The procedure is undertaken as a day stay procedure in hospital and is performed under sedation.
Unlike a standard transthoracic echocardiogram, the ultrasound transducer lies within a thin tube that passes through your mouth and into your oesophagus. Because the oesophagus is so close to the upper chambers of the heart (located just behind your heart), very clear images of heart structures can be obtained.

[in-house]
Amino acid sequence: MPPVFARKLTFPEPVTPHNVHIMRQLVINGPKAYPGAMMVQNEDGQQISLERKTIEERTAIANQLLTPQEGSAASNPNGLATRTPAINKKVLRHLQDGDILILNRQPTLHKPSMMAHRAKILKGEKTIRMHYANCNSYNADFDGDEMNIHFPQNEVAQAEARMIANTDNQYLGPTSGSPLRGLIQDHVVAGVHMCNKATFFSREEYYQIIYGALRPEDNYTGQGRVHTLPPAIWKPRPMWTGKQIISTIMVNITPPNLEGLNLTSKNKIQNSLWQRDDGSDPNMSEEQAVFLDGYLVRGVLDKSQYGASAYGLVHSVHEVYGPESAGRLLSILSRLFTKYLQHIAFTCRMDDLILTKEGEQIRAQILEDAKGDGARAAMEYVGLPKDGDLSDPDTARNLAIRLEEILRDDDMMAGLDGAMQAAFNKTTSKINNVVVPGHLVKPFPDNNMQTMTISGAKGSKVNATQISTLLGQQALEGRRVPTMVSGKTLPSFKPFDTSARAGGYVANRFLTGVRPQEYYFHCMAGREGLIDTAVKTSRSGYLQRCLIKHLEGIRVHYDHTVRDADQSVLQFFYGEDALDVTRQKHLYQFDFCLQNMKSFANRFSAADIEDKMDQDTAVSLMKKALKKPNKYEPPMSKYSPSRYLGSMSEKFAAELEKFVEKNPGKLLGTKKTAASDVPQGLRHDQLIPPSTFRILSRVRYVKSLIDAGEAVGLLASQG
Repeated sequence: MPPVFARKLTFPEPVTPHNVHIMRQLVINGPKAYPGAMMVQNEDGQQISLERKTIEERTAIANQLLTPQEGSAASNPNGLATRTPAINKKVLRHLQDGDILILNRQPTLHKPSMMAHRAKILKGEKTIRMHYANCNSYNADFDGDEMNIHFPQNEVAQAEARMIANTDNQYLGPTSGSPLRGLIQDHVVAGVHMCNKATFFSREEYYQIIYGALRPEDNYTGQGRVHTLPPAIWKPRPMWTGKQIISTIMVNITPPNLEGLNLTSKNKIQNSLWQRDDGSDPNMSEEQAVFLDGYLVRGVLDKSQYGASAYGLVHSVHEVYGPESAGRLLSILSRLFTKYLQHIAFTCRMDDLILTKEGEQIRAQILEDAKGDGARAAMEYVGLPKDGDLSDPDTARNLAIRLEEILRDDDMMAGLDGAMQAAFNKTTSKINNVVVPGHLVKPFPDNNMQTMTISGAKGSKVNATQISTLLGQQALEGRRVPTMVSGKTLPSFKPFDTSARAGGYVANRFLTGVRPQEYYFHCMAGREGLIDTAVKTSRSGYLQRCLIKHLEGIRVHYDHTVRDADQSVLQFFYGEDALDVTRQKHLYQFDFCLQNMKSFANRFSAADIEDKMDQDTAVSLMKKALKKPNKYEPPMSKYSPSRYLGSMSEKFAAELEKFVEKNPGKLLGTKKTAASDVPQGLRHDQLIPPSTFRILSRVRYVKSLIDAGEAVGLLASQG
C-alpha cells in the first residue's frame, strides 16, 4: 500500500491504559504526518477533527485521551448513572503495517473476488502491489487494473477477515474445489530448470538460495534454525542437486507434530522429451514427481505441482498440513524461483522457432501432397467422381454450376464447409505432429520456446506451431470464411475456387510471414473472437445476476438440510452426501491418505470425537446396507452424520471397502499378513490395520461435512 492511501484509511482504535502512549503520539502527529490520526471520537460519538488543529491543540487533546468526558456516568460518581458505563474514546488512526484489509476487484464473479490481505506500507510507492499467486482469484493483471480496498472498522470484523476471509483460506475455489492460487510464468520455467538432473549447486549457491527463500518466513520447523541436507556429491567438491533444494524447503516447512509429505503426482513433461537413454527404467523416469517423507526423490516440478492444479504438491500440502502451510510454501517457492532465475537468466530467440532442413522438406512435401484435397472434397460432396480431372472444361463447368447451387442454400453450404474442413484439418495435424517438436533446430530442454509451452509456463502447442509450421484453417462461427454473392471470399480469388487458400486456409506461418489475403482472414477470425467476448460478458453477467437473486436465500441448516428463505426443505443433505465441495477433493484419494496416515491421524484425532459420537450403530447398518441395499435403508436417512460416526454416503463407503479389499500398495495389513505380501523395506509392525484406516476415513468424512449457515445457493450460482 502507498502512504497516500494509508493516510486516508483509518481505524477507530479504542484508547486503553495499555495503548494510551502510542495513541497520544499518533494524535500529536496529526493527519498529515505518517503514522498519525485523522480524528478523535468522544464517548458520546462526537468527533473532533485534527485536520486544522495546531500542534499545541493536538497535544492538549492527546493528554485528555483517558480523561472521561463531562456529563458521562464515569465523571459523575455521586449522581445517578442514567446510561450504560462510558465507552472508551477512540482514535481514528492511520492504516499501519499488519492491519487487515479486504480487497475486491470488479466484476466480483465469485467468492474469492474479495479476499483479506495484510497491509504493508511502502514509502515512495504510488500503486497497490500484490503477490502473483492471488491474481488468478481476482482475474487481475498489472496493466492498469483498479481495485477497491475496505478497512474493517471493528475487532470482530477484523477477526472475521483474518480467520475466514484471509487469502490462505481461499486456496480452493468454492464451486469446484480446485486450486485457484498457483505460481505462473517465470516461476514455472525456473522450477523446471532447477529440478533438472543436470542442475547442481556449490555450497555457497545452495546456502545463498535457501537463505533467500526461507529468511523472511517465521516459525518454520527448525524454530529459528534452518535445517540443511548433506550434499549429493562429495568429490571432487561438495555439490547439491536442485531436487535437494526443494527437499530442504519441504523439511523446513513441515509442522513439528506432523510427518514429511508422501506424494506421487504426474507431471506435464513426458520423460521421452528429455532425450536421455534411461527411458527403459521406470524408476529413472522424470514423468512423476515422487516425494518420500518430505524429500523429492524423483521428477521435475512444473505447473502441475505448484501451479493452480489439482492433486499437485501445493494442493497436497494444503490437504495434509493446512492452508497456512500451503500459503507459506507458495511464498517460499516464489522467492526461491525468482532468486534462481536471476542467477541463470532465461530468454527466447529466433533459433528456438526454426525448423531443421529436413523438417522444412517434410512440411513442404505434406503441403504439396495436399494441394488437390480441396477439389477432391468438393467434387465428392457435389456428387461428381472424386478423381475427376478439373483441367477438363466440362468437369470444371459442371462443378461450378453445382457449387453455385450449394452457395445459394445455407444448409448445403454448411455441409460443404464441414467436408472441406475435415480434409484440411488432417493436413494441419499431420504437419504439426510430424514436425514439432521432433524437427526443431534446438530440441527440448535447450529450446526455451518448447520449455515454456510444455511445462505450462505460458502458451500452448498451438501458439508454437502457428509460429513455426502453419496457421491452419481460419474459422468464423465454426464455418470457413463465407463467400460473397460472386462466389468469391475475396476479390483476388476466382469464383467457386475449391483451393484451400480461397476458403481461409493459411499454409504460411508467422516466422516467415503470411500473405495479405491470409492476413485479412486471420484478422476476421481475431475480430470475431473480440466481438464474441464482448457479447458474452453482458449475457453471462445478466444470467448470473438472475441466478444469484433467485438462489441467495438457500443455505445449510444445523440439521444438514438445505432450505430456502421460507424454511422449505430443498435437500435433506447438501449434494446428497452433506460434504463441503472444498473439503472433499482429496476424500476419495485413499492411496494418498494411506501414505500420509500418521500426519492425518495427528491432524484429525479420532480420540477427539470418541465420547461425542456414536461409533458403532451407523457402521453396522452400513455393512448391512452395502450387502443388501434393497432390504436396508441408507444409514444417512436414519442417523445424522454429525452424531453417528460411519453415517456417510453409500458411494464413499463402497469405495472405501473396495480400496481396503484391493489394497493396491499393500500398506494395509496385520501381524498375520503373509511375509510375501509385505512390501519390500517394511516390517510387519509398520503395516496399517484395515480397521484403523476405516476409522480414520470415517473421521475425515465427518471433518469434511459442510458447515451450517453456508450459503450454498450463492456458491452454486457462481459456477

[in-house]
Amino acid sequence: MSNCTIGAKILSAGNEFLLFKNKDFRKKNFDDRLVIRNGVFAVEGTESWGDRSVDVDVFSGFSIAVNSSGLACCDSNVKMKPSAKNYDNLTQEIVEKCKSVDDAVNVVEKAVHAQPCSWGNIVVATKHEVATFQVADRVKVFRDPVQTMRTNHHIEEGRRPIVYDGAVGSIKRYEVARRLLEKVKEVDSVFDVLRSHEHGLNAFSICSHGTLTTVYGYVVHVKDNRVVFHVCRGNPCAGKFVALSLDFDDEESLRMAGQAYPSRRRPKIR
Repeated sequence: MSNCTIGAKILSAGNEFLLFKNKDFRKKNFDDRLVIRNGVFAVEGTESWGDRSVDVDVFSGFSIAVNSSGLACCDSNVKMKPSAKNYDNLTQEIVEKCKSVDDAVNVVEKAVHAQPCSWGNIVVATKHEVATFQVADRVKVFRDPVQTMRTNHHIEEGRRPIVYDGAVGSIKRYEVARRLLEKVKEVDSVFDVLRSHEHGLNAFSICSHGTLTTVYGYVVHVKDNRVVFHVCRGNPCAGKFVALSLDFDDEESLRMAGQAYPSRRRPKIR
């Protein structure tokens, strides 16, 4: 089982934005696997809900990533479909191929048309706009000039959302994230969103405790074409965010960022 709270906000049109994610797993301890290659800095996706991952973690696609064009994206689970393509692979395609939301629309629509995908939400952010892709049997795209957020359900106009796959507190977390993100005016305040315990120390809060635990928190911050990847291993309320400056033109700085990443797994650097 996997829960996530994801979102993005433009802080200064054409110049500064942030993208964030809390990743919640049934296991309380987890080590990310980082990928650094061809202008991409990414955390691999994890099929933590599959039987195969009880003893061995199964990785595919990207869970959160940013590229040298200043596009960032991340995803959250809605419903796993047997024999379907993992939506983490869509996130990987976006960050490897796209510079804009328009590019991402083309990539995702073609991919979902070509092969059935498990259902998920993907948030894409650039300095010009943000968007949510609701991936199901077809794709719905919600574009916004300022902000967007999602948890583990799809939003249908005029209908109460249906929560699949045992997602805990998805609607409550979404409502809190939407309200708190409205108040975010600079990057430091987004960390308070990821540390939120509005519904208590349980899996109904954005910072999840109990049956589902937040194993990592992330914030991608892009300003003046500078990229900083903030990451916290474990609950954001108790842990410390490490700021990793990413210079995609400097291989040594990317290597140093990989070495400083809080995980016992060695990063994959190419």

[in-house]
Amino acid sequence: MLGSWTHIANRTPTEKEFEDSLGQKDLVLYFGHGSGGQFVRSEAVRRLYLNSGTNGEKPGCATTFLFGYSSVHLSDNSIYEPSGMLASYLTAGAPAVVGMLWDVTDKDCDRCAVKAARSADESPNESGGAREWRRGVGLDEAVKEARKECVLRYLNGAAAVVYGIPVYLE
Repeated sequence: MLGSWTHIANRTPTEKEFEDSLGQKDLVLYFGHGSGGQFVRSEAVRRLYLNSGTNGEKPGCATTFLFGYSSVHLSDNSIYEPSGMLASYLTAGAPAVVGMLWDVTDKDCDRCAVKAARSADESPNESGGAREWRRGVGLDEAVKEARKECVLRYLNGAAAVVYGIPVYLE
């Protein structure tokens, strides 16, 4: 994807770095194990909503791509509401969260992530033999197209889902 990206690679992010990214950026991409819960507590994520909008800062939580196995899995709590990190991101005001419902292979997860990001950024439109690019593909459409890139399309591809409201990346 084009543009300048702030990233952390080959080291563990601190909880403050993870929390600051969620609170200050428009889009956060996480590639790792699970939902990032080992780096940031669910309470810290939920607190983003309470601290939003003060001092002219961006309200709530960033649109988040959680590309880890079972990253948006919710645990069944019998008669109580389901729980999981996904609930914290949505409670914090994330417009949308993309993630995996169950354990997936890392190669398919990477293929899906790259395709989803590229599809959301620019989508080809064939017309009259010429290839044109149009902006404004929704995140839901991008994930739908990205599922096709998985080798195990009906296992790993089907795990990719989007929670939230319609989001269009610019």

The test is often used to undertake a detailed assessment of heart valve function, to exclude rare causes of stroke, and sometimes to ensure a clot is not seen in the heart chambers prior to electrical cardioversion for rhythm disturbances, such as atrial fibrillation and atrial flutter.
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